April 4, 2014 2:00 am JST

Japanese drugmaker Taisho to top profit forecast for fiscal 2013

TOKYO -- Taisho Pharmaceutical Holdings Co. is expected to report an operating profit of 41 billion yen ($390 million) or so for fiscal 2013, beating its forecast of 38 billion yen on stronger demand for a hair-loss remedy in Japan and brisk Southeast Asian sales of anti-fever painkillers.

     The new figure, up 16% on the year, will mark a new record for the drugmaker since it reorganized under the holding company in 2011. The old Taisho Pharmaceutical logged an 84 billion yen profit in fiscal 1999.

     The company was also helped by the weaker yen and higher sales of profitable new prescription drugs.

     Taisho had initially predicted a 39.5 billion yen profit. But at the close of the first half, it trimmed that sum to 38 billion yen on the heels of worse-than-expected sales of its Lipovitan energy drink during the interim period.

     Sales of the tonic pepped up again after that, in part because more customers rushed to buy it in bulk last month before the consumption tax hike took effect.

     The company says the pre-tax-hike rush also gave a marked boost to sales of such products as the RiUp X5 hair-growth formula, which retails for more than 7,000 yen a bottle. Its Pabron comprehensive cold remedy saw steady sales thanks to heavy snowfall in February.

     The drugmaker appears to have topped its sales forecast of 294.5 billion yen, up 3%, in the year ended Monday.

     Overseas operations apparently now generate about 9% of sales, up from 3% in fiscal 2009. Revenue grew for Asian holdings acquired in 2009 from Bristol-Myers Squibb of the U.S. Sales are climbing for high-margin products with well-established brands like the Tempra anti-fever painkiller marketed in such countries as Indonesia.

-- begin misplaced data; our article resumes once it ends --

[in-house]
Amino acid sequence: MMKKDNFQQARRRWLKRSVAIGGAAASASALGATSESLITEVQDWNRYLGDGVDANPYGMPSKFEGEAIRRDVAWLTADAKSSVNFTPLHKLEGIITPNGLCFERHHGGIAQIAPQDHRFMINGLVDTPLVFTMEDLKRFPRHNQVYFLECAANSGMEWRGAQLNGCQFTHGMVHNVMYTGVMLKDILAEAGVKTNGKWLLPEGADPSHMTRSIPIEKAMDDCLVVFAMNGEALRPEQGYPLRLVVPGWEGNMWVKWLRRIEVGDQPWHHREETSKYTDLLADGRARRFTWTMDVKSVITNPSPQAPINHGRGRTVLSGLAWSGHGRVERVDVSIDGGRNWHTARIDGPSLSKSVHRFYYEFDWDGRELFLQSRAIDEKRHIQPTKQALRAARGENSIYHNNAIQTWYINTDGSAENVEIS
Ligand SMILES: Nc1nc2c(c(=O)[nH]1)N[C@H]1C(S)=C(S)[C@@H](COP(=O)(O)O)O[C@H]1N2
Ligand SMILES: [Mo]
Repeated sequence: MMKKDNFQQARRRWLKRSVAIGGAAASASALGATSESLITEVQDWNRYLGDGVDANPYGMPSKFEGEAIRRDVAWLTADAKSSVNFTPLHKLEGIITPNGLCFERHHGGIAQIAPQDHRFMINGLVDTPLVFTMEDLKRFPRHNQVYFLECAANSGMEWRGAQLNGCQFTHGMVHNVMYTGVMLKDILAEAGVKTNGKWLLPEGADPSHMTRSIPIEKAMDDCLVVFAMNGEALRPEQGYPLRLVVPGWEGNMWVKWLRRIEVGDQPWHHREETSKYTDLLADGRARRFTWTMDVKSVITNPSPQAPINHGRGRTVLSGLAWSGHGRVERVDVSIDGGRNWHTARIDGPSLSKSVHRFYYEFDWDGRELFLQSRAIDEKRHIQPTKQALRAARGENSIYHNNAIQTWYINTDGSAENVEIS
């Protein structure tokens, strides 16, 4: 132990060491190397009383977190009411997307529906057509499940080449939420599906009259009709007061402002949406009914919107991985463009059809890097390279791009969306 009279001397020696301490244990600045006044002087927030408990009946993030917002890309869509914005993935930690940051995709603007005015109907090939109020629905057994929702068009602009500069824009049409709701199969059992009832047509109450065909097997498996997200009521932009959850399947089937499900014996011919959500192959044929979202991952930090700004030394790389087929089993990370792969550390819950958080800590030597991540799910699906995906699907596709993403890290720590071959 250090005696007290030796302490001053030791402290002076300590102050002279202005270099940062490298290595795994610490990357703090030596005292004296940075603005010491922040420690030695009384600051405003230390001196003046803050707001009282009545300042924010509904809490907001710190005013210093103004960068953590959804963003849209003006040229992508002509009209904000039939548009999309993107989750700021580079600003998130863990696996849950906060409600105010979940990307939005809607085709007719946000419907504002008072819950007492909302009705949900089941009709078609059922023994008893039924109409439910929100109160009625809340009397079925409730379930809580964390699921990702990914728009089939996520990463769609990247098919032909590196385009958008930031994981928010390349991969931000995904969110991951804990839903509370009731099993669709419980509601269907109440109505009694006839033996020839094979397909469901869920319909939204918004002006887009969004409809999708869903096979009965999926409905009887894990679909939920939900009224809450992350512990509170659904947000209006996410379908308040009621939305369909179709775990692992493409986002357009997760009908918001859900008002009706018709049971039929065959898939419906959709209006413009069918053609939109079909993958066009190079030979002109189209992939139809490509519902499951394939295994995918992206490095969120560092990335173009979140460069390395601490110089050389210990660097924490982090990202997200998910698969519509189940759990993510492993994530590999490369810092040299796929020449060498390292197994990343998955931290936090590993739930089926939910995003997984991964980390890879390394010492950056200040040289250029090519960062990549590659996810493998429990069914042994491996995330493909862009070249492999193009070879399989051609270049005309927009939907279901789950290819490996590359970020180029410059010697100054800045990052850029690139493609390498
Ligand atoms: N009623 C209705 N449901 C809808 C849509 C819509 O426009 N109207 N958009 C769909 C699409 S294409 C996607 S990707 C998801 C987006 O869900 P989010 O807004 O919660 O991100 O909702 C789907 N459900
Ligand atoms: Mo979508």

In the segment handling such products as vitamin drinks and OTC drugs, revenue apparently climbed about 5%. Operating profit will likely rise as well, with the arm also having spent less than planned on advertising.

     The prescription drug business, meanwhile, appears to have logged sales of just over 110 billion yen, nearly unchanged from the previous year. Yet operating profit apparently shot up as the segment cut back on contract production of relatively low-margin semimanufactured products while boosting sales of new, high-margin drugs. Offerings made by subsidiary Taisho Toyama Pharmaceutical Co., such as the Zosyn antibiotic and the Edirol osteoporosis drug, helped prop up profit as well.

     In fiscal 2014, drug price cuts are seen having an impact on the prescription drug business. Such products as the company's vitamin drinks will likely suffer from a post-tax-hike dip in demand. The question then turns to how much the group can boost overseas sales of OTC drugs.